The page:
This is the text of a British Council travelling exhibition about Management development training and consultancy from Britain. The exhibition is currently being shown by British Council offices throughout Asia.
Change dominates business life. Farsighted managers know that top-flight management training and development creates the right approach to managing change.
British management trainers are now leading the world in developing the skills which companies need to manage change and to stay competitive.
Britain is the leading provider of management training and developing in Europe. Leading European companies turn to British management trainers to learn how to succeed in a dynamic, international environment.
The same ability to manage change is vital for success in the Asia Pacific region. This leaflet highlights some examples of the unrivalled British experience in developing managers who can succeed in complex, changing and highly competitive environments.
And it shows how you and your company can use British expertise in three key areas - managing change, developing people and performance, and managing in new environments.
The performance of every enterprise is affected by changes in markets, technology, economic conditions and products.
How well firms succeed in a rapidly changing world depends on the skills of their managers to spot and maximise the opportunities created by change.
The best trained managers harness change to gain maximum competitive advantage.
Innovation driven by quality programmes
Quality programmes were the key to innovation in customer service at British Airways. The idea of giving telephone check-in facilities to first class and business passengers with baggage was an initiative developed from a BA quality programme.
Programmes of continuous improvement stimulate new thinking. They encourage staff to adapt to new challenges by changing the way they work. Participants on quality programmes analyse customer needs based on their work experience. Then they set up new systems to meet these needs. Better service delivers more premium customers and higher levels of satisfaction.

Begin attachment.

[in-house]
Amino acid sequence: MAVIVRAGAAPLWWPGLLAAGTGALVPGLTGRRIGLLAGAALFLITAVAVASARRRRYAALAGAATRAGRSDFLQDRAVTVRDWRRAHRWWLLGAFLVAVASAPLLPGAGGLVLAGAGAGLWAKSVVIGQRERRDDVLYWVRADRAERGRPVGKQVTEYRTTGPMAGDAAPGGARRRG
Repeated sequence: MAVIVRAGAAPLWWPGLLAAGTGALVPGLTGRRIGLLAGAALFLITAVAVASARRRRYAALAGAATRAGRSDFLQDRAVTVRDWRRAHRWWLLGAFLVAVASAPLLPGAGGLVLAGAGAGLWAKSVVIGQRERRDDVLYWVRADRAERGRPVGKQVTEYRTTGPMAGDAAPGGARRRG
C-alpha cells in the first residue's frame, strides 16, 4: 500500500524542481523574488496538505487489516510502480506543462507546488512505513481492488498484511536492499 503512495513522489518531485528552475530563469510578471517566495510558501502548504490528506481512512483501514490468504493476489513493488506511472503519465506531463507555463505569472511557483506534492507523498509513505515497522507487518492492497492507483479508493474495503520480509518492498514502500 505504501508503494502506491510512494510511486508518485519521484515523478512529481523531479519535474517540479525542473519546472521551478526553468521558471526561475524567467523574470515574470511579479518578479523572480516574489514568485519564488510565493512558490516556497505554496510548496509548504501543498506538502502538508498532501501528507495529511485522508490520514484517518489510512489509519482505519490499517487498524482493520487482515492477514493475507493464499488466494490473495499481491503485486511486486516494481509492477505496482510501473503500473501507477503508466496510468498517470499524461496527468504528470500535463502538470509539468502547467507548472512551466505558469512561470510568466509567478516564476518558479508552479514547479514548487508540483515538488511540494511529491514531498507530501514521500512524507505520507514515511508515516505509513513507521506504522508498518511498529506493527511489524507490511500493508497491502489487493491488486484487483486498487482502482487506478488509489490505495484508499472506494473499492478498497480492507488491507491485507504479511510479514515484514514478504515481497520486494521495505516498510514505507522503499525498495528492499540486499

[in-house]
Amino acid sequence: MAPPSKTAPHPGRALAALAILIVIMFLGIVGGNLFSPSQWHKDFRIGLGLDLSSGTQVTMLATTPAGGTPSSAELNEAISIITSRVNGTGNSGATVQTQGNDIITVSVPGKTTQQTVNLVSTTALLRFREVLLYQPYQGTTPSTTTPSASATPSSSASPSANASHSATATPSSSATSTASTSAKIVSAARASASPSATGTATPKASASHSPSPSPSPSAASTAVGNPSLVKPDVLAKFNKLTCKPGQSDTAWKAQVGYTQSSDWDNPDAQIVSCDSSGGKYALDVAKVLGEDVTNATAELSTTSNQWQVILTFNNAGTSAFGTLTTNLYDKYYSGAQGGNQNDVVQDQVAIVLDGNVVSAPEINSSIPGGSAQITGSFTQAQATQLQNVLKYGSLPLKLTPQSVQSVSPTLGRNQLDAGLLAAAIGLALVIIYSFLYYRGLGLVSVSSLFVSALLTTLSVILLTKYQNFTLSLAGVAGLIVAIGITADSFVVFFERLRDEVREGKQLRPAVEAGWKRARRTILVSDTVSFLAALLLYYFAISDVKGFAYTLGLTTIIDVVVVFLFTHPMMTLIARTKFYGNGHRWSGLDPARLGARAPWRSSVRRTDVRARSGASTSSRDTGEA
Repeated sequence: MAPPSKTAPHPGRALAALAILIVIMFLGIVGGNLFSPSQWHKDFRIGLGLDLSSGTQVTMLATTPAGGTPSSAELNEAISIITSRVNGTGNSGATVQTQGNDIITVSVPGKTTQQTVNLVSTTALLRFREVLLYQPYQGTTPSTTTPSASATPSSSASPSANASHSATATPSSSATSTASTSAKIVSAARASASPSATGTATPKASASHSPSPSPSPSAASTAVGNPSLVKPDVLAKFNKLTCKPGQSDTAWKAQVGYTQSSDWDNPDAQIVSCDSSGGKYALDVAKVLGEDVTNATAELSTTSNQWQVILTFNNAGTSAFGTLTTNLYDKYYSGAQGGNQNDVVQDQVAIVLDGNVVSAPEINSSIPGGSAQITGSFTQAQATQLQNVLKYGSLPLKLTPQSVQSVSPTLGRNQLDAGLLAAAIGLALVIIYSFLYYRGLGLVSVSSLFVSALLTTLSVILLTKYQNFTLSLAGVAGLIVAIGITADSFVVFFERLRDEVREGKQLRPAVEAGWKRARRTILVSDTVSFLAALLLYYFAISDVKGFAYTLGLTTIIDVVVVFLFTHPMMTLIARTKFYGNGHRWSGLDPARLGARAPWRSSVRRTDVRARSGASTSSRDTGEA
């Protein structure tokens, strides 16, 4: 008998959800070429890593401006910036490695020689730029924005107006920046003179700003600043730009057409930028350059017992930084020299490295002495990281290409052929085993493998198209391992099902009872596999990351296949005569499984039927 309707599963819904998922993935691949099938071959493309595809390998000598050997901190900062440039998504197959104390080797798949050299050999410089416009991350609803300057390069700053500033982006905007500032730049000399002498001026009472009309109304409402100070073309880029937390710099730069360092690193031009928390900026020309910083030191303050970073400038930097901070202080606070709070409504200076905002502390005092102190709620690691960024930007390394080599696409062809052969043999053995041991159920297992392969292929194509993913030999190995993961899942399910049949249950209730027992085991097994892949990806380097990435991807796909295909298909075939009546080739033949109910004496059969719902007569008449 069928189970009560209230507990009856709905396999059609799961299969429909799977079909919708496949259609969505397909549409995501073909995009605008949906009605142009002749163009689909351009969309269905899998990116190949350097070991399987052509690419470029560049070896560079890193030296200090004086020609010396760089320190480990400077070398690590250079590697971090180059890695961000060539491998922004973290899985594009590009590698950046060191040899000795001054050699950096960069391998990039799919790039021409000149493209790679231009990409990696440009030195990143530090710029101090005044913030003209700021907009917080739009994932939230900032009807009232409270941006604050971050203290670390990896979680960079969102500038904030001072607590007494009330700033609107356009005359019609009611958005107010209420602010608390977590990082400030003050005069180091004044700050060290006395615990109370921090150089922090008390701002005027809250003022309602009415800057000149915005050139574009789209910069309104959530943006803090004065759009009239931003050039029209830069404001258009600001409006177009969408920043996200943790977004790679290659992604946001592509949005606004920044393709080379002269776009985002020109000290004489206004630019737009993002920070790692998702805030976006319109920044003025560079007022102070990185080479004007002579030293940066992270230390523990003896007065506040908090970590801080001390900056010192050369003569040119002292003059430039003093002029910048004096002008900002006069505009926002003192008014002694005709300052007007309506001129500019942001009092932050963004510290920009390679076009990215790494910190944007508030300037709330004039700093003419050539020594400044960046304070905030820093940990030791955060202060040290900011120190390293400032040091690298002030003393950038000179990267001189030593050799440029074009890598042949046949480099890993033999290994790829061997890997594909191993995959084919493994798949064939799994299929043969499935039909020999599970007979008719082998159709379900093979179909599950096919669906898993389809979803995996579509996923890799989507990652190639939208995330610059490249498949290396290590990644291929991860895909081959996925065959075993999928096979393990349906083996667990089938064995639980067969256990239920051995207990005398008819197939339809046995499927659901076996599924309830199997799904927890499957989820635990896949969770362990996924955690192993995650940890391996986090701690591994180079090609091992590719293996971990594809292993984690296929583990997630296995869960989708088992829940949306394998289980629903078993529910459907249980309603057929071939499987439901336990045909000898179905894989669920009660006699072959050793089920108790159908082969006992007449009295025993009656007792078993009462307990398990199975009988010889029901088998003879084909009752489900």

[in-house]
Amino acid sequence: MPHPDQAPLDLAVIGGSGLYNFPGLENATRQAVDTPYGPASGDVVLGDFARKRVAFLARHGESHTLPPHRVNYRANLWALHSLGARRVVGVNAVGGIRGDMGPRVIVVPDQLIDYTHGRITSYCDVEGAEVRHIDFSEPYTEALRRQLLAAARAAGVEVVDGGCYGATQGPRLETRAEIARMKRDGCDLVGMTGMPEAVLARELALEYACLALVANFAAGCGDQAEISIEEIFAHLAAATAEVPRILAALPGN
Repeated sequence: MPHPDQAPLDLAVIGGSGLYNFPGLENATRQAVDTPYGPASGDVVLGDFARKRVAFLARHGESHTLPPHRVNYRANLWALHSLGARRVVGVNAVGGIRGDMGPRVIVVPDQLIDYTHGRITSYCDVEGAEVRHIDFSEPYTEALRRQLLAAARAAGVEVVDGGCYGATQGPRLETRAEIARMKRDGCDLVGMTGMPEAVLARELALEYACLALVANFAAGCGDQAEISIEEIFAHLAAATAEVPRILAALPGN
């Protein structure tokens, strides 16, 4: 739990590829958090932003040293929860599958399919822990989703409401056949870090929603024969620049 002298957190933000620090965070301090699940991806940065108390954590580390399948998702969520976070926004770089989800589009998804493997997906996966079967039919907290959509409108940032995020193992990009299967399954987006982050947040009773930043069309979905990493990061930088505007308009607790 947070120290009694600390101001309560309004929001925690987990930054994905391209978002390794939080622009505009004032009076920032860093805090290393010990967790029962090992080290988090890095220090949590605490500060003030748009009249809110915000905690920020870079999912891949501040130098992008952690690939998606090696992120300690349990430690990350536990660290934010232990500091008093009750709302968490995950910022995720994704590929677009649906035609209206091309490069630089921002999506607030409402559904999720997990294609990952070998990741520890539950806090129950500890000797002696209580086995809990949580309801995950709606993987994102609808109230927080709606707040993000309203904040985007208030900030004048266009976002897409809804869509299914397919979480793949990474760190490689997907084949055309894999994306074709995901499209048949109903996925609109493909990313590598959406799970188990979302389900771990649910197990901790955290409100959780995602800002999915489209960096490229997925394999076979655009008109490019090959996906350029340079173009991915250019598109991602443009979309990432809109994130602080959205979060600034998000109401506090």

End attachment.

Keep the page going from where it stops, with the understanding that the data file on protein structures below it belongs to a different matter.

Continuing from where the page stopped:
Tailored programmes for business leaders
Managing diversity is the key to strategic success over the next decade. Templeton College, Oxford designed an individual eight week programme for Richard Nottage, Chief Executive Officer of the Ministry of Foreign Affairs and Trade in New Zealand. 'This taught me the importance of organisational ethos, values and the continuing need to maintain momentum and not to postpone strategic change until you are losing competitive edge' says Richard.
Qualifiying for success
You don't have to go to Britain to get British training. Ellena Au is General Manager of the Hong Kong based import-export business, USC Asia. She studied in Hong Kong for a professional qualification with the Chartered Institute of Management Accountancy. The training used British course materials, backed up by local tutorials.
Company based learning
Unipart, the car parts and logistics management group, has backed its commitment to staff training by setting up Unipart U, its own 'university'. Unipart's staff and mangers teach courses themselves and coach individual staff.
For Unipart, staff development is as important as product development to meet the challenges of changing markets and growing competition. Every Unipart employee spends ten days a year on training. By developing its staff, Unipart aims to become 'the world's best lean enterprise'.
Building on success
The best time to invest in future success is when you're at the top. That's why the Hong Kong Jockey Club is using Ashridge Management College for management development.
The Ashridge approach weaves together three strands. First, it teachers self-awareness to help people to understand their capabilities and competencies. Training in marketing links this improved self-awareness with a focus on customers and their needs. And finally, Ashridge looks as how to manage for the future, encouraging participants to match their current performance against future needs and to seek continuous improvement.
The British Council and NVQs
Pioneered by British employers and the British Government, National Vocational Qualifications are a new approach to learning. NVQs - and SVQs for Scotland - allow people to gain qualifications by demonstrating competence at work, rather than by passing exams or attending courses.
Managers in Hong Kong and Thailand can now gain Management NVQs through an agreement between the British Council and the British Institute of Management.